number of observations, often several dozen will do, HDRs
and frequentist confidence intervals will coincide
numerically.
Returning to the Binomial Distribution
If Y ~ Bin(n,), the uniform prior is just one of an infinite
number of possible prior distributions.
What other distributions could we use?
A reasonable alternative to the unif(0,1) distribution is the beta
distribution.
( +  )  1
For random variable , Beta( ,  ) 
 (1   )  1
( )(  )
Prior Consequences
Plots of 4 Different Beta Distributions
Beta(3,1
0)
post
0
0.0
0.5
1
1.0
post
2
1.5
2.0
3
2.5
Beta(5,
5)
0.0
0.2
0.4
0.6
0.8
1.0
0.0
0.2
0.4
x
0.8
1.0
6
8
10
Beta(100,30)
0
0
2
1
4
post
2
3
Beta(10,
3)
post
0.6
x
0.0
0.2
0.4
0.6
x
0.8
1.0
0.0
0.2
0.4
0.6
x
0.8
1.0
The Binomial Distribution with Beta Prior
If Y ~ Bin(n,) and  ~ Beta(,), then:
n Y
( +  )  1
p (1  p )  1
  p (1  p )n Y 
Y
( )(  )
f ( | Y )  1  
( +  )  1
 1  n  Y
n Y

(
1


)


(
1


)
d


0 ( )(  )
Y 
 
Let's focus on f(y)(thedenominator) :
( +  )  1
 1  n  Y
f ( y)  
 (1   )    (1   )n Y d
( )(  )
Y 
0
1
The posterior predictive distribution
1
f ( y)  
0
n
( +  )  1
 (1   )  1    Y (1   )n Y d
( ) (  )
Y 
( n + 1) ( +  )

 Y + 1 (1   )n +  Y 1 d

(Y + 1) ( n  Y + 1)( ) (  ) 0
1
This is the kernel of the beta distribution
( n + 1) ( +  )
f(y) 
 Y + 1 (1   )n +  Y 1 d

(Y + 1)( n  Y + 1) ( ) (  ) 0
1
( n + 1) ( +  )
(Y +  ) ( n + B  Y )
( + n +  )

 Y + 1 (1   )n +  Y 1 d

(Y + 1) ( n  Y + 1) ( ) (  )
( + n +  )
(Y +  ) ( n + B  Y )
0
1
1
Since 
0
( + n +  )
 Y + 1 (1   )n +  Y 1 d is t heint egralof t hebet a pdf over
(Y +  ) ( n + B  Y )
t heparamet erspace for π, t hisexpressionequals one.
T hus,f(y) 
(n + 1)( +  )
(Y +  )(n + B  Y )
(Y + 1)(n  Y + 1)( )(  )
( + n +  )
This is called a beta-binomial distribution
The posterior of the binomial model with beta priors
( n + 1) ( +  )
(Y +  ) ( n + B  Y )
,
(Y + 1) ( n  Y + 1) ( ) (  )
( + n +  )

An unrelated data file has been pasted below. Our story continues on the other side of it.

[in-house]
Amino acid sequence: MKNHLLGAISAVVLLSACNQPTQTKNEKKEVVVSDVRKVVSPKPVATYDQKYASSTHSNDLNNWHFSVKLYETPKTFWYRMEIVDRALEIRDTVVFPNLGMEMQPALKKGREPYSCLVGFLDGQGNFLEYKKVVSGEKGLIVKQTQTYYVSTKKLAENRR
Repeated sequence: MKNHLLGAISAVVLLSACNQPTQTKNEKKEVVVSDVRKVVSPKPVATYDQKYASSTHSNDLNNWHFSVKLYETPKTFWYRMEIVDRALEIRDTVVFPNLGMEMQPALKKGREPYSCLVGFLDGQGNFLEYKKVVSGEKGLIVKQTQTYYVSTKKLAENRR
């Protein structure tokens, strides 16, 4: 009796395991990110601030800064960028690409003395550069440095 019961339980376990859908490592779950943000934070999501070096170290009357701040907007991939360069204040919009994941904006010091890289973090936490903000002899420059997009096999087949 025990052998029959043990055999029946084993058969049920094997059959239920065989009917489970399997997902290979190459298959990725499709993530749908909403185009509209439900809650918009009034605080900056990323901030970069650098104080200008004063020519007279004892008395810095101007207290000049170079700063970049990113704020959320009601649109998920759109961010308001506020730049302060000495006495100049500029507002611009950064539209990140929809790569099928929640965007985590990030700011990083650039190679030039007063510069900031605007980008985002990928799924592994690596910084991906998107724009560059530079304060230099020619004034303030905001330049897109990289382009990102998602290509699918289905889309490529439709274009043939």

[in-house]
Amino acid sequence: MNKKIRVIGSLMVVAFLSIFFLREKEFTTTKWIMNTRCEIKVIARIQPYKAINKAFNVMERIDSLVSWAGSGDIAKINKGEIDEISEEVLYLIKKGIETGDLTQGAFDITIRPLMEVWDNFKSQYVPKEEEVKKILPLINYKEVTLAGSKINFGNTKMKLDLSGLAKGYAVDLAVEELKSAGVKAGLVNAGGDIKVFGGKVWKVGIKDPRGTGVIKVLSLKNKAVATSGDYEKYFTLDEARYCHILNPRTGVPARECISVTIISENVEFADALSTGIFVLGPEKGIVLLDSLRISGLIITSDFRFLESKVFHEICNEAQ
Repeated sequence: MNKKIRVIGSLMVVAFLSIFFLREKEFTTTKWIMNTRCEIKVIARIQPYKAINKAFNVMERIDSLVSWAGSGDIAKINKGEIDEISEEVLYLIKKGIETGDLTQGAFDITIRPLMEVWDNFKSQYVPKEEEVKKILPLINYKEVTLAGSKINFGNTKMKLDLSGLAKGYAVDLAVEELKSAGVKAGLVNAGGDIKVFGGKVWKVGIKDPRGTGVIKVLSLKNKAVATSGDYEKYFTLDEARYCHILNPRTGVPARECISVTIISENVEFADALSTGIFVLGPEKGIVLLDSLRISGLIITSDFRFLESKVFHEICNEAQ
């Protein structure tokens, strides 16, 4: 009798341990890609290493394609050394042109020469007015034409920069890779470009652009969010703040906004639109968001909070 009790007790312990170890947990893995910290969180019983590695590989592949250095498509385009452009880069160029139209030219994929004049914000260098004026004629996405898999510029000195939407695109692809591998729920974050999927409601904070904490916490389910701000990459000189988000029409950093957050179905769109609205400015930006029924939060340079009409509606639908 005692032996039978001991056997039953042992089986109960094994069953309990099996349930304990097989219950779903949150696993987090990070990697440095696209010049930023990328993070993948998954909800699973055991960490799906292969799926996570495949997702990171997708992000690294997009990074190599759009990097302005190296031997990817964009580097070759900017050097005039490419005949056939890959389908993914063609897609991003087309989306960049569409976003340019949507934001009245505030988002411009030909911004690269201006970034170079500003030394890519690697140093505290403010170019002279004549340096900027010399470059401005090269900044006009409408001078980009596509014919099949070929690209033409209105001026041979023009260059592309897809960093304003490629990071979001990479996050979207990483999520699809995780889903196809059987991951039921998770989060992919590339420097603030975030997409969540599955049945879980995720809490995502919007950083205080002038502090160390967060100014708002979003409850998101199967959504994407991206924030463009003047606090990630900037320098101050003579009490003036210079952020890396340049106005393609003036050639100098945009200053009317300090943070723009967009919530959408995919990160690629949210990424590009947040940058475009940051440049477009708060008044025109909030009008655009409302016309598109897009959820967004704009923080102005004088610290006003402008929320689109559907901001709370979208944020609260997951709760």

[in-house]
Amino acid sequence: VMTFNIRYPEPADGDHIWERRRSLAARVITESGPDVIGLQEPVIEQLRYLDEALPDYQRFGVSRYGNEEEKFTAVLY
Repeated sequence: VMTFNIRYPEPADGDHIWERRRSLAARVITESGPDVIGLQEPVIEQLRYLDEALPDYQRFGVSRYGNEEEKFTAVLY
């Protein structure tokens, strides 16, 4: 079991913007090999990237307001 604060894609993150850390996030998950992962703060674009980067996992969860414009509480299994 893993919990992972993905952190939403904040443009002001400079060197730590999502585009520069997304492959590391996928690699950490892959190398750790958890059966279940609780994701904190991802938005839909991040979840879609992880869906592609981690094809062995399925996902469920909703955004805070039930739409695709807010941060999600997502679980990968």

( n + 1)
( +  )  1
pY (1  p ) n Y 
p (1  p )  1
(Y + 1) ( n  Y + 1)
( ) (  )
f ( | y ) 
( n + 1) ( +  )
(Y +  ) ( n + B  Y )
(Y + 1) ( n  Y + 1) ( ) (  )
( + n +  )
Simplify the above expression, so
( + n +  )
f ( | y ) 
pY + 1 (1  p ) n +  Y 1
(Y +  ) ( n + B  Y )
Since f(y) 
This is a Beta(Y+, n-Y+) distribution.
Beautifully, it worked out that the posterior distribution is a form
of the prior distribution updated by the new data. In general, when
this occurs we say the prior is conjugate.
Continuing the earlier example, if 17 of 24 taxi drivers is
with valid license (so Y=17 and n = 24, where Y is a
binomial) and you use a Beta(5,5) prior, the posterior
distribution is Beta(17+5,24-17+5) = Beta(22,12)
Posterior Mean = .65
5
Posterio
r
4
Posterior Variance = .01
3
Prior
2
1
0
0.1
0.3
0.5
x
0.7
0.9
Prior Consequences
Plots of 4 Different Beta Distributions
Beta(3,1
0)
post
0
0.0
0.5
1
1.0
post
2
1.5
2.0
3
2.5
Beta(5,
5)
0.0
0.2
0.4
0.6
0.8
1.0
0.0
0.2
0.4
x
0.8
1.0
6
8
10
Beta(100,30)
0
0
2
1
4
post
2
3
Beta(10,
3)
post
0.6
x
0.0
0.2
0.4
0.6
x
0.8
1.0
0.0
0.2
0.4
0.6
x
0.8
1.0
Comparison of four different posterior distributions
(in red) for the four different priors (black)
2
1
prior
2
3
Prior:
Beta(10,3)
Post:
Beta(27,1
0)
1
4
3
Prior:
Beta(5,5)
Post:
Beta(22,1
2)
5
0
0
0.1
0.3
0.5
0.7
0.0
0.9
0.2
0.4
x
0.4
0.6
x
1.0
10
8
6
4
2
0
0.2
0.8
Prior:
Beta(100,3
0)Post:
Beta(117,3
7)
prior
0
1
2
prior
3
Prior:
Beta(3,10
) Post:
Beta(20,1
7)
0.0
0.6
x
0.8
1.0
0.0
0.2
0.4
0.6
x
0.8
1.0
Summary Statistics of the Findings for different priors
Summary Table
Prior
Mean
Prior
Var.
Posterior
Mean
Posterior
Var.
Prior: Beta(1,1)
Post: Beta(18,8)
.5
.08
.692
.008
Prior: Beta(5,5)
Post: Beta(22,12)
.5
.02
.647
.007
Prior: Beta(3,10)
Post: Beta(20,17)
.23
.01
.541
.007
Prior: Beta(10,3)
Post: Beta(27,10)
.77
.01
.730
.005
Prior: Beta(100,30)
Post: Beta(117,37)
.77
.001
.760
.001
Resume
• De basis van de theorie der kansrekening als
fundament voor de cursus;
• Schatten van verdelingsparameters;
• Steekproef theorie, waarbij zowel met als
zonder voor-informatie wordt gewerkt
(Bayesiaanse versus Klassieke
steekproeven).
```